“Les Voyageurs” Beautifully Imperfect

The picture of the sculpture is so remarkable I think that it cannot be real. It must be a photograph, digitally altered by a master.

But it is real. The sculpture is just one of several in a display called “Les Voyageurs” by a man named Bruno Catalano. They are sculptures that show men and women travelers. Each has some sort of bag or suitcase with them and it is clear they are on a journey. But the thing that makes them stand out, that makes such an impression on me is that each of them have a significant piece missing from the center of their bodies. As though they are leaving a part of themselves behind or as though they are leaving to search for the part of their bodies that is incomplete.

They are works of art, sculptures that resonate with the modern-day soul. Sculptures that tell the story of the nomad, the pilgrim, the traveler, the refugee, the immigrant. They are incomplete and imperfect, yet that is what makes them so beautiful, so unique. They are beautifully imperfect. 

As I searched to find out a bit more about the artist I discovered Catalano is a third culture kid, a global nomad. He was born in Casablanca but moved to France at 12 years old, settling in Marseille. He went on to become a sailor, and it was both of these things that inspired his sculptures.

In a June 2013, article the artist is quoted as saying:

“I have traveled a lot and I left Morocco when I was 12 years old. I felt that a part of me was gone and will never come back.”

“From years of being a sailor, I was always leaving different countries and places each time and it’s a process that we all go through. I feel like this occurs several times during life and of course everyone has missing pieces in his or her life that he won’t find again. So the meaning can be different for everyone, but to me the sculptures represent a world citizen.”*

There are many in our world who perceive themselves like these sculptures, as though they have missing pieces. There are those of us who feel we are not whole, that we are missing vital organs. The vital organs may be a place, a person, a community brought about by a death, a move, a crisis. And we see this as a problem, a flaw, something that needs to be remedied. But these sculptures tell a different story, taking something that we see as a deficit and turning it into an extraordinary and beautiful work of art. These travelers are beautifully imperfect.

At a deep spiritual level I believe this is what God wants to make of us — He wants to take these human bodies with their missing parts and connect them so that though they have missing pieces, they are still strong, still intact. He wants to take the broken, lost pieces of our soul, and put them together, welded stronger than steel. He wants to make of us not sculptures, but living, breathing beings that are broken but whole.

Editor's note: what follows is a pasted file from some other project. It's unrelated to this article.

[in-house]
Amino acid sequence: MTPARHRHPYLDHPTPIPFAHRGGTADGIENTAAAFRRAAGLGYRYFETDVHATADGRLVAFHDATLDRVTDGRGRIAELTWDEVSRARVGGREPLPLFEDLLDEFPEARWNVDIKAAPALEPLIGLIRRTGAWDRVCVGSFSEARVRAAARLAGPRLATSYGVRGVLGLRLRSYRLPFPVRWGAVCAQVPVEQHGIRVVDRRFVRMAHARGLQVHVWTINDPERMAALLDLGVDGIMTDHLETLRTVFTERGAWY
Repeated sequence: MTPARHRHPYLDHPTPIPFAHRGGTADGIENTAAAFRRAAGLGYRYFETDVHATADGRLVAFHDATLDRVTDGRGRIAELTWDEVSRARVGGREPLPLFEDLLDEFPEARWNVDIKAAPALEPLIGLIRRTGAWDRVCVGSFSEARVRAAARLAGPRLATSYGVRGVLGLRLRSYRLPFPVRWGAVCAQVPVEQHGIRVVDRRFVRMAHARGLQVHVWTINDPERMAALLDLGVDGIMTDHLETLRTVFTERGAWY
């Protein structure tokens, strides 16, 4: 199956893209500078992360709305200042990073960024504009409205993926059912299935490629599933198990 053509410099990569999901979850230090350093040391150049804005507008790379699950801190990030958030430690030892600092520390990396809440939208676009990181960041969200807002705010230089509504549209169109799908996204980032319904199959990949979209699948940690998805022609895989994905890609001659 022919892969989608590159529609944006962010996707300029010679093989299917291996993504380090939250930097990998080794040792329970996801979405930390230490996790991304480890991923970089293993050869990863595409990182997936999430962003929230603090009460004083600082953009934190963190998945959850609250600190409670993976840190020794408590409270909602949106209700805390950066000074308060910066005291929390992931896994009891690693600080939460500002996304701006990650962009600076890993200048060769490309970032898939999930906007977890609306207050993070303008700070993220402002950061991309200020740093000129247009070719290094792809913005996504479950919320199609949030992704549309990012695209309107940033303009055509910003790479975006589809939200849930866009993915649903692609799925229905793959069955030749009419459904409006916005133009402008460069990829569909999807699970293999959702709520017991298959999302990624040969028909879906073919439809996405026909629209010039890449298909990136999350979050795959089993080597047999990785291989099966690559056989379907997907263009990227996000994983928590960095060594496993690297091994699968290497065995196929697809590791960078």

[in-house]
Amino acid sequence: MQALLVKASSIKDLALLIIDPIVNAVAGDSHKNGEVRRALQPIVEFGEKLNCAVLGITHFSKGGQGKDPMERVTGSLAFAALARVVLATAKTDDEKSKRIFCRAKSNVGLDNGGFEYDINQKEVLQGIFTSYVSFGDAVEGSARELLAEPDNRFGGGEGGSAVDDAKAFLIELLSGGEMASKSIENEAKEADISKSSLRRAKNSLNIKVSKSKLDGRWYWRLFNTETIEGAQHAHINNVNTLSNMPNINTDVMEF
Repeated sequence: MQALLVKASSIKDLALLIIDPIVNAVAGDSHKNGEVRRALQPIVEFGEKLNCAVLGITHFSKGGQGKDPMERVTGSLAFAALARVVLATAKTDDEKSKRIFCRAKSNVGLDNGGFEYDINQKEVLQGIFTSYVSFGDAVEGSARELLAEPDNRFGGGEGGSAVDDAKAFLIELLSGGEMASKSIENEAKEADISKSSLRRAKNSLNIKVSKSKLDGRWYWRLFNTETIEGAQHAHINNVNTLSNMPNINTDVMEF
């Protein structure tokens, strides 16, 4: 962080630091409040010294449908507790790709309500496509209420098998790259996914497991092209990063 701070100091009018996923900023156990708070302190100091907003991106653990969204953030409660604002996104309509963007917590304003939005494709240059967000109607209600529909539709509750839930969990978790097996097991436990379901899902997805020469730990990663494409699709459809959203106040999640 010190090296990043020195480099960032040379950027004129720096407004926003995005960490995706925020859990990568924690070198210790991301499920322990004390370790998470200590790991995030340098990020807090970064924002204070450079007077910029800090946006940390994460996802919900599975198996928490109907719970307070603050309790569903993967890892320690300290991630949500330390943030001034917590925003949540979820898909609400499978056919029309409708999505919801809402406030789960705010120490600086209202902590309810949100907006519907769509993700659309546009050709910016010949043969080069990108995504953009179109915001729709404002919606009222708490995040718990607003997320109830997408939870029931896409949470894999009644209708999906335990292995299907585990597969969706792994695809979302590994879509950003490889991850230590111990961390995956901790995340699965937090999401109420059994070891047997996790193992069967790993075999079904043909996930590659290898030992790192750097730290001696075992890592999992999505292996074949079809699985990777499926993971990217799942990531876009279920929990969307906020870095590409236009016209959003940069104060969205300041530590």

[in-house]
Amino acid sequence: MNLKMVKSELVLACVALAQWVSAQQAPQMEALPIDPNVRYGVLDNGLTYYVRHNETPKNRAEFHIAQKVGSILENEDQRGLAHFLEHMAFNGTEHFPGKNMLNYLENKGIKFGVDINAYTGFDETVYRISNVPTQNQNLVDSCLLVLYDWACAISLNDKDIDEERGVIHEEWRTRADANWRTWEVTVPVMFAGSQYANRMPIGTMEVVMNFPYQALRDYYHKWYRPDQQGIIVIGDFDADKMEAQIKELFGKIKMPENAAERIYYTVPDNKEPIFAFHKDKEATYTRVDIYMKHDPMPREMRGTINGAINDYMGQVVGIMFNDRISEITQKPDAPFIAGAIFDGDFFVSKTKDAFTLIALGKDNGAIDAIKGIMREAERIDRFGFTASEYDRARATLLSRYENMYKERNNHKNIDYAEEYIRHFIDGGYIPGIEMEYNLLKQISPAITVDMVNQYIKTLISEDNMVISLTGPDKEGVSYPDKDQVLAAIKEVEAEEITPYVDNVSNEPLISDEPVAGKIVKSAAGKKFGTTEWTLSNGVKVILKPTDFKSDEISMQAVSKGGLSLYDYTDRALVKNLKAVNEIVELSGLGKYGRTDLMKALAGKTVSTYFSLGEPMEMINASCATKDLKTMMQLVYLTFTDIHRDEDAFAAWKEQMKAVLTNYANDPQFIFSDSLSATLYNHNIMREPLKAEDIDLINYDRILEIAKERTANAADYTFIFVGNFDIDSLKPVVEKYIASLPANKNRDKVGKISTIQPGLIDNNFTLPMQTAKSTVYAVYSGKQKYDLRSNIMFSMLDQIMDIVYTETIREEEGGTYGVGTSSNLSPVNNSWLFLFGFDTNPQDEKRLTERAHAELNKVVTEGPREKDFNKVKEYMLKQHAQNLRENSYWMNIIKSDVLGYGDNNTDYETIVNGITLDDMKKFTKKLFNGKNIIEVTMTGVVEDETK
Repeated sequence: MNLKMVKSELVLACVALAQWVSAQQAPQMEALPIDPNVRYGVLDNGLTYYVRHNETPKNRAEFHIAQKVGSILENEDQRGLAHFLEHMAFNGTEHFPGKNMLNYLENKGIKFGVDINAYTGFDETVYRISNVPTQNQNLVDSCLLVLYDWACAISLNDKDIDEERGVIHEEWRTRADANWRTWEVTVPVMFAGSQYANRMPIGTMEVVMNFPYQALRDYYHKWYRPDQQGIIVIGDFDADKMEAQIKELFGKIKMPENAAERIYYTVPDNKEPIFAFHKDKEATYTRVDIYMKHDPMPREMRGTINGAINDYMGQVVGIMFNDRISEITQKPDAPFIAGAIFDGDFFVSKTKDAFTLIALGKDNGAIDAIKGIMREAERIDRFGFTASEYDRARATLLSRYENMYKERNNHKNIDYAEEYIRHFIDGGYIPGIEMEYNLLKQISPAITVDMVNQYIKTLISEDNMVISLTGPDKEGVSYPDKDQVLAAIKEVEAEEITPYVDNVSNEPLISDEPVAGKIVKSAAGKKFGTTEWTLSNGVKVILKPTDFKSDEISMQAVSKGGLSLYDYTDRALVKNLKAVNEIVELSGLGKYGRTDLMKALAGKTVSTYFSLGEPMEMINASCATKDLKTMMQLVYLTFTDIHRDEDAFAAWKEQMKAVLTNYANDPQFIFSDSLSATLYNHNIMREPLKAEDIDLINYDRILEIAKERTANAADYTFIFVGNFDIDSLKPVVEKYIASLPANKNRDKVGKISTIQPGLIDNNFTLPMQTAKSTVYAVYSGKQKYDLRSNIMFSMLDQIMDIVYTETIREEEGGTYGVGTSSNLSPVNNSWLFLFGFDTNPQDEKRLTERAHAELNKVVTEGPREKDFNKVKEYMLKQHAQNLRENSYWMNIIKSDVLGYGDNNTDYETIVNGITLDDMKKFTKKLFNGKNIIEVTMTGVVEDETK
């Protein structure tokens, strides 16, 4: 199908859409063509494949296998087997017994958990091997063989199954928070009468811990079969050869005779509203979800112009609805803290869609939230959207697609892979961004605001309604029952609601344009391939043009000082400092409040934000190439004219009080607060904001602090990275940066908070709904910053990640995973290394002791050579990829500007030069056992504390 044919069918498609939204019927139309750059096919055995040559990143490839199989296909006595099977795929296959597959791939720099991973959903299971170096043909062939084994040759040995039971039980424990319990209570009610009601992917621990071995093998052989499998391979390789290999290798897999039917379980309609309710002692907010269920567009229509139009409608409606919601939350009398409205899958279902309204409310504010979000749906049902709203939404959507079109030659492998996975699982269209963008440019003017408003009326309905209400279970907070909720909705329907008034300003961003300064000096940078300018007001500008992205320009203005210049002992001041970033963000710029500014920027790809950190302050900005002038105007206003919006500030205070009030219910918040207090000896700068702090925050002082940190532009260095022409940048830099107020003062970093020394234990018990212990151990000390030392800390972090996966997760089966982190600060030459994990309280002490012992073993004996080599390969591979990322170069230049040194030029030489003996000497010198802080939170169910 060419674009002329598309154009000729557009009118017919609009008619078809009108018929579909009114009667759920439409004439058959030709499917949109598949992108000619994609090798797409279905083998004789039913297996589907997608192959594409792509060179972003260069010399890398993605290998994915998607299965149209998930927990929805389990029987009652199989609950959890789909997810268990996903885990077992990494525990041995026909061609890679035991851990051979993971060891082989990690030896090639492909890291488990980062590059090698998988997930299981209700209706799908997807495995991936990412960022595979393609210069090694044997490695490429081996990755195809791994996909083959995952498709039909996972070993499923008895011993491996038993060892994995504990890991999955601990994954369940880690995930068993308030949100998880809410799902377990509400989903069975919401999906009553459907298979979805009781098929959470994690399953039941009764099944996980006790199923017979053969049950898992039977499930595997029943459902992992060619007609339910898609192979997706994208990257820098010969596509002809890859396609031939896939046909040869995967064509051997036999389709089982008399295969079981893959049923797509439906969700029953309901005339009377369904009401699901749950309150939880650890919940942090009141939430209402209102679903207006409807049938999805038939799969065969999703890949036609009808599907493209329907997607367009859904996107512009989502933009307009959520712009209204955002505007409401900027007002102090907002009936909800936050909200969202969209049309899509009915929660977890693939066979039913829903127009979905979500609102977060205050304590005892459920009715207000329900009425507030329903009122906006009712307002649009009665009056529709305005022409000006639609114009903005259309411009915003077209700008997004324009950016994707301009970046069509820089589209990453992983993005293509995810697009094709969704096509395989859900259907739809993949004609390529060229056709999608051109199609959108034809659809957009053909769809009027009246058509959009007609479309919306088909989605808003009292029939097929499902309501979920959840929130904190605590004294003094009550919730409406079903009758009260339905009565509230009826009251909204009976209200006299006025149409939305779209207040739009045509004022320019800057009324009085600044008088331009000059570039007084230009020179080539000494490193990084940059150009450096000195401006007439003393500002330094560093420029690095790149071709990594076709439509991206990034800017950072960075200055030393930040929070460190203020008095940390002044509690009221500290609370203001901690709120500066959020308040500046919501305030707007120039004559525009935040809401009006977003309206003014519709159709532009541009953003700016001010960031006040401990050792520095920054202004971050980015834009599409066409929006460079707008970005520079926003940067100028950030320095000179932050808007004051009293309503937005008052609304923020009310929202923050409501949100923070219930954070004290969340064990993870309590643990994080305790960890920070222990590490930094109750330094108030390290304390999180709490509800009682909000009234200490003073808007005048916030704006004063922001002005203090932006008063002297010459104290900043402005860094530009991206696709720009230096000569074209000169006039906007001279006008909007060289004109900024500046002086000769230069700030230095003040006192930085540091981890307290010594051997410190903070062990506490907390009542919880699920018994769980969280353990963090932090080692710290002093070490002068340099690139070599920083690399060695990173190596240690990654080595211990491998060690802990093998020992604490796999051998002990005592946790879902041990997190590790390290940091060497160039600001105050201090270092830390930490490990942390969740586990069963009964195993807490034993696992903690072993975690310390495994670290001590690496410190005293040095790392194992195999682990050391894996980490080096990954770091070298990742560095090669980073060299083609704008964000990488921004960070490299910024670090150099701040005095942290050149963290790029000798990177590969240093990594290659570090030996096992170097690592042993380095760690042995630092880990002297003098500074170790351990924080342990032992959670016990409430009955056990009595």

As you look at the pictures of these sculptures, what do you think? Do they resonate with you as a traveler, a pilgrim? 

*[Source – http://www.dailymail.co.uk/news/article-2340857/]

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Today’s muffins use pomegranate and pistachios – two ingredients that are readily available for some of you, including Stacy our chef extraordinaire, and perhaps more difficult to obtain for others! they are topped with a pomegranate glaze and look incredible. Click on Pomegranate Pistachio Muffins for the recipe.

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9 thoughts on ““Les Voyageurs” Beautifully Imperfect

  1. how much are these sculptors worth. Im doing an essay for college and I find this Artist to be stunning need information on cost of sculptures, and about Mr. Catalano himself.

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    1. Oh it would be amazing!! the pictures that show them in their real context are even better are they not? With people and scenery behind them filling up the empty spaces…..I should have talked about that too!

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  2. I cannot tell you how many days I feel just like that! What a stunning visual, Marilyn, of an expat’s life. I like to think that all the pieces we’ve left all over the world just mean bits of love that we are spreading as we move about the planet. I just spent 15 minutes looking at all the sculptures, especially the photos where you can see the close-up of the faces. It reminded me of one of my favorite pastimes, people watching in airports. Thank you so much for sharing this!

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    1. I thought the same thing about the visual Stacy! And the more profound ones are those that show scenes in the background. The spaces fill with sky and people, trucks and buildings. The imagery is phenomenal. One of my favorite pastimes is also people watching – perfect for this. I’m so glad you like it.

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      1. Marilyn, I think of leaving home and the empty places as the heart and other parts of our being staying behind. Thankfully our heart is big enough to share many places. Huh? Every time we’ve left one beloved place, a piece of us stayed. We keep on coming and going, don’t we? However complicated it sometimes gets, life is wonderful

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